A change to Southold Town’s code last year hoped to strike a balance between the businesses of short-term landlords who use websites like Airbnb to rent out their properties and the quality of life of the renters’ neighbors.
“Welcome to The Beach House!” reads an ad on homeaway.com promoting a five-bedroom rental on a private road in Orient.
The “large entertaining home” has an average price tag of $586 per night and sleeps 14 people, according to the listing.
Fourteen is also the minimum number of nights the home can be rented for, the ad states.
A calendar on the website shows no bookings for this summer.
The Suffolk County Comptroller’s Office has a three-person enforcement unit that’s going after businesses, including short-term rentals, that may be avoiding paying the county’s three-percent hotel/motel tax.
Since the group has started enforcing, over $254,000 has been levied in penalties and interest payments, according to Comptroller John Kennedy, who spoke before a joint meeting of North Fork chambers of commerce Wednesday night in Riverhead. READ
A proposal to expand the maximum number of rooms from three to five for a Greenport Village bed and breakfast drew mostly support at a public hearing Thursday night. READ
Brooklyn transplants Alane Kelly and Daniel King have transformed a traditional North Fork home into a modern yet rustic bed and breakfast. (more…)
A number of residents asked the Southold Town Board Tuesday to enact new regulations to curb short-term rentals.
The short-term rentals are gaining an unfair advantage on hotels and bed-and-breakfasts’, which must pay commercial taxes, obtain permits from the town and be subjected to regular inspections, residents said.
Locals and tourists alike had the chance to get a look inside some of Cutchogue’s more historic homes – though there are plenty to pick from – this past weekend during the Cutchogue Holiday House Tour.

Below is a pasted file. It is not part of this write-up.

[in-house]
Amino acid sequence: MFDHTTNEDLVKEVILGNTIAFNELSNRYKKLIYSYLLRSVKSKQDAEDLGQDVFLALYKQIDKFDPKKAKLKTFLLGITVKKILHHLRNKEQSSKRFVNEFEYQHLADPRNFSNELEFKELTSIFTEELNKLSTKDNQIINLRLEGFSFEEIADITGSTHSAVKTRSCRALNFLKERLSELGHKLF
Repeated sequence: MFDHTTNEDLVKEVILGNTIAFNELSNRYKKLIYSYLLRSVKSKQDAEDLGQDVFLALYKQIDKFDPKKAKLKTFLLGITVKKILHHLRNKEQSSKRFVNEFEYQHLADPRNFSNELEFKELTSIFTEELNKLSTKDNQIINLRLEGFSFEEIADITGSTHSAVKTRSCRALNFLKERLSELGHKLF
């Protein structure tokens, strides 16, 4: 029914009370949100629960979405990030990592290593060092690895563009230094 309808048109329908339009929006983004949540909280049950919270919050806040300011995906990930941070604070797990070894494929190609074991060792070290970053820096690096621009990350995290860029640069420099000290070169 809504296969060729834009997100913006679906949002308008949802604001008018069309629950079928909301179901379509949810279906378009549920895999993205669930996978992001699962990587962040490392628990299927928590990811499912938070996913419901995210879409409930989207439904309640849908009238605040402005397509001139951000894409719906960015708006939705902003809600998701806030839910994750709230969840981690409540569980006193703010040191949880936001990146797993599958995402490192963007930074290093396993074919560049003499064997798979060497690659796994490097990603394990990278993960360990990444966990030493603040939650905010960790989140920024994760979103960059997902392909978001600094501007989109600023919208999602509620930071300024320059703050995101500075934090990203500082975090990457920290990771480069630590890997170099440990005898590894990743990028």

Spearheaded by Joyce Barry of The Farmhouse Bed & Breakfast, this one-day event was created to promote Cutchogue businesses, particularly in the long winter months of the off-season.
Shortly after Joyce and Robert Barry launched the The Farmer’s House Bed and Breakfast at their Cutchogue home three years ago, the couple began receiving inquiries from guests about a service they hadn’t explored before: elopement packages.
“I can’t tell you how many couples are frazzled because their parents insist on these huge weddings their kids never wanted,” Ms. Barry said. “People have said to me, ‘Oh, I wish I could have had my wedding here, at the bed and breakfast.’ ”
Stirred by her guests’ wistful laments, Ms. Barry obtained a certificate allowing her to perform wedding ceremonies. She also set to work creating an elopement package that begins at $1,800 and includes a ceremony, a bridal bouquet and a two-night stay in one of the house’s luxury suites. Additional items, like a gift certificate for dinner at a local restaurant, are available at an extra cost.
“They’re very intimate and quiet,” said Ms. Barry, who hosts three or four weddings a year and generally limits them to a maximum of 20 guests. “It’s really about the bride and the groom. There’s so much stress involved when there shouldn’t be. It should be about the commitment a bride and groom have to each other and to have your most intimate friends and family witness that, without all the hoopla.”
The Farmhouse isn’t the first North Fork bed and breakfast to offer elopement packages. Sylvia Daley, who has run Quintessentials Bed and Breakfast and Spa in East Marion for the past two decades, began offering small wedding services to guests eight years ago.
“People started phoning me about it,” Ms. Daley said of her decision to begin hosting elopements. “Or, when guests came here and got engaged, they would say, ‘Do you do weddings?’ That’s when I started learning more about it.”
Budget-friendly elopement packages are not just a local trend but a service offered at small inns across the country. At Historic Heights B&B in Minneapolis, couples can get married for $1,000 or less with a package that includes 20 guests, an officiant, champagne, appetizers, cake and a room and gourmet breakfast for bride and groom. Travel to the Bluff Mountain Inn in Sevierville, Tenn., for the Elope to the Mountains package and the owners there will provide all the requisite wedding accoutrements, plus a wedding planner, for just under a grand.
At East Marion’s Quintessentials, elopement packages range from $1,200 to $1,800 and include a ceremony that takes place in a fully dressed gazebo at the property’s “secret garden,” a wedding cake, champagne and a bridal bouquet. Spa services, videography and photography can be added on for an additional fee.
Ms. Daley, who is an ordained minister, thinks it’s “wonderful” that couples are opting for small, intimate weddings. She said she performs six to 10 ceremonies a year.
“With the economy, a lot of people realize that it might not be a bad idea to have a simple wedding ceremony with two or four of their best friends and then go out to dinner afterward,” she said. “They can save the money they would have spent on a big wedding for a house or go on a honeymoon at a later date.”